Researchers at the Max Planck Institute for Solid State Research have found that in a certain perovskite, light not only releases electrons, but also electrically charges atoms. This novel photoeffect is said to be extremely large - ion conductivity increased by a factor of one hundred. For solar cells made from this material, the high light-induced ion conductivity is rather damaging but the consequences can be counteracted. The researchers find the effect ground-breaking in itself, as it makes novel, light-controlled electrochemical applications conceivable, such as batteries directly charged by light.
The research team has examined how light influences the transport of electricity in materials based on the perovskite methylammonium lead iodide (MAPI). In their experiments, the researchers observed that ions, or charged atoms, contribute to conductivity to an unexpectedly high degree when the material is illuminated. Light that influences ion transport has previously been demonstrated in biology: Illumination is able to indirectly alter the permeability of a cell membrane. "Very surprising, however, is the fact that the ionic conduction of crystalline solids can be directly modified and to what extent this is possible," says the research team.
The researchers not only demonstrated the phenomenon experimentally but can also explain it. According to them, the light initially releases electrons, as is usual in solar cells. The negatively charged electrons leave positively charged holes in the crystal lattice. These neutralize otherwise negatively charged iodide ions within the crystal. Because an uncharged iodine atom is much smaller than an iodide ion, it occupies a so-called interstitial space, that is, a free space in the crystal lattice in which the larger iodide ion does not fit. The resulting gaps in the crystal lattice allow ion conduction in much the same way as electron holes allow electron conduction. "Crucial to this effect is that there's a mechanism that translates the holes created by light directly into ionic conductivity," say the researchers.
The team used various methods to prove the effect beyond any doubt. In an initial experiment, they used electrical contacts for MAPI that blocked ions, that is, they allowed only the electrons to pass. They used a specific current and measured the voltage. If ions are involved in the current flow, the voltage should increase after a short time, because they can only move initially, but are then blocked by the contacts. This was exactly what the researchers observed.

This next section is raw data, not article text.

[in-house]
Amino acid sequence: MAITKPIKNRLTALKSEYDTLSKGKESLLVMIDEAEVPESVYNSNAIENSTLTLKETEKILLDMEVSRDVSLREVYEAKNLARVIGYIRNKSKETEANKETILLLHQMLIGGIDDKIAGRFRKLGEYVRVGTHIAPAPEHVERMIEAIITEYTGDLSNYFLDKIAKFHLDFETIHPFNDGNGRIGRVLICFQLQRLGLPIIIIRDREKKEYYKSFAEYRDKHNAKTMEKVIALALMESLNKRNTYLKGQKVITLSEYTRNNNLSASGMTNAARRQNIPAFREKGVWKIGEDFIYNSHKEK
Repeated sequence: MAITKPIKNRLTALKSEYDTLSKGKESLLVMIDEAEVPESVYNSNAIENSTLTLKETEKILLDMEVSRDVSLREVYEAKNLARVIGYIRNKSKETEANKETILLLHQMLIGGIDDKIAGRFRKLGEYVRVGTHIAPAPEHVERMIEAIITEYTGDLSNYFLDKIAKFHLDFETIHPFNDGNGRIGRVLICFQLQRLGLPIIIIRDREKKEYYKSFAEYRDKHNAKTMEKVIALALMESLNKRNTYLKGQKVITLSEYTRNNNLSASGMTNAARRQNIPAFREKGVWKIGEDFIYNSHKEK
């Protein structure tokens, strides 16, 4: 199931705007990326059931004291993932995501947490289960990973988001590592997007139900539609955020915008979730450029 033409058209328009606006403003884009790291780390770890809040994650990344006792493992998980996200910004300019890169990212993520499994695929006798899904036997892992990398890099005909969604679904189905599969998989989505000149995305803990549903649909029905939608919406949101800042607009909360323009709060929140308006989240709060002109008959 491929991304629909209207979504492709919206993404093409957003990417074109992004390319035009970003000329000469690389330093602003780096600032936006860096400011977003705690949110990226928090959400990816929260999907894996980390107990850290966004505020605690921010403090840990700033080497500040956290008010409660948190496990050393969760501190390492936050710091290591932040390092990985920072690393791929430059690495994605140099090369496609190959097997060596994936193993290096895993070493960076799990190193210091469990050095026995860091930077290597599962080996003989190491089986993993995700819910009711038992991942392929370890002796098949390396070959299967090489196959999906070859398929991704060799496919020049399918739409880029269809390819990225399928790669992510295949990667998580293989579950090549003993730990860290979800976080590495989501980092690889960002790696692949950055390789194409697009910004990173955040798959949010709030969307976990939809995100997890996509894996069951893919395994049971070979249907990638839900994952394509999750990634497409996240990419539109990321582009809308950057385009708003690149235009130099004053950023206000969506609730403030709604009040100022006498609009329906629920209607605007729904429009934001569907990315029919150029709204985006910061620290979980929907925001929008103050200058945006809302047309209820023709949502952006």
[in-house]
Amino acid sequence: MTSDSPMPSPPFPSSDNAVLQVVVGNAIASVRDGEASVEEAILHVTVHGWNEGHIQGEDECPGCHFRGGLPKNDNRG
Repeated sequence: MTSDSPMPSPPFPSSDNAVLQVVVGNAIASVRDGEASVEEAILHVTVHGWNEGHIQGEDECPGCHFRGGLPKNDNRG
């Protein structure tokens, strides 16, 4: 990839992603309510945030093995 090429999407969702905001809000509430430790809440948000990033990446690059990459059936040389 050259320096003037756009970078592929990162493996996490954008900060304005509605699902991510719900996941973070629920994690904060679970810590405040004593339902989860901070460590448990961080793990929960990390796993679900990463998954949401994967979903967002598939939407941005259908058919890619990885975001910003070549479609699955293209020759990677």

Clear evidence of ionic conduction was also provided by the voltage measured in an open circuit, which was generated by the researchers using the perovskite as the electrolyte phase of an illuminated battery cell: if electrons in the material primarily transported current, a short circuit would occur, and no voltage would be produced. However, using an ionically conductive material as the electrolyte, the anticipated battery voltage can be measured.
The researchers directly demonstrated iodine transport in two further experiments. They exposed one side of the perovskite to gaseous iodine. They attached a copper film to the other side, which acts as a so-called iodine sink because of its propensity to react to form copper iodide. Under illumination, this process occurred at very high speed. Transport of the iodine within the perovskite sample was also demonstrated by an experiment in which toluene acted as an outer sink for the element. The researchers demonstrated spectroscopically that the iodine concentration in the toluene increased as soon as the perovskite was illuminated.
The mechanism observed by the team is reversible. It does not destroy the material. Only when the perovskite material is in contact with a substance that bonds iodine permanently, or when iodine escapes into the atmosphere, does the material degrade over time.
In the near future, the researchers intend to investigate the effect itself, because it represents a novelty in solid-state research. "We will examine other materials to see if similar phenomena occur". The researchers are also focusing on the question of how this effect can be exploited technically. "Ionic conductivity represents a key phenomenon in an energy research context", "But in many respects – especially when it comes to exposure to light – it remains terra incognita." The Max Planck researchers in Stuttgart intend to change this.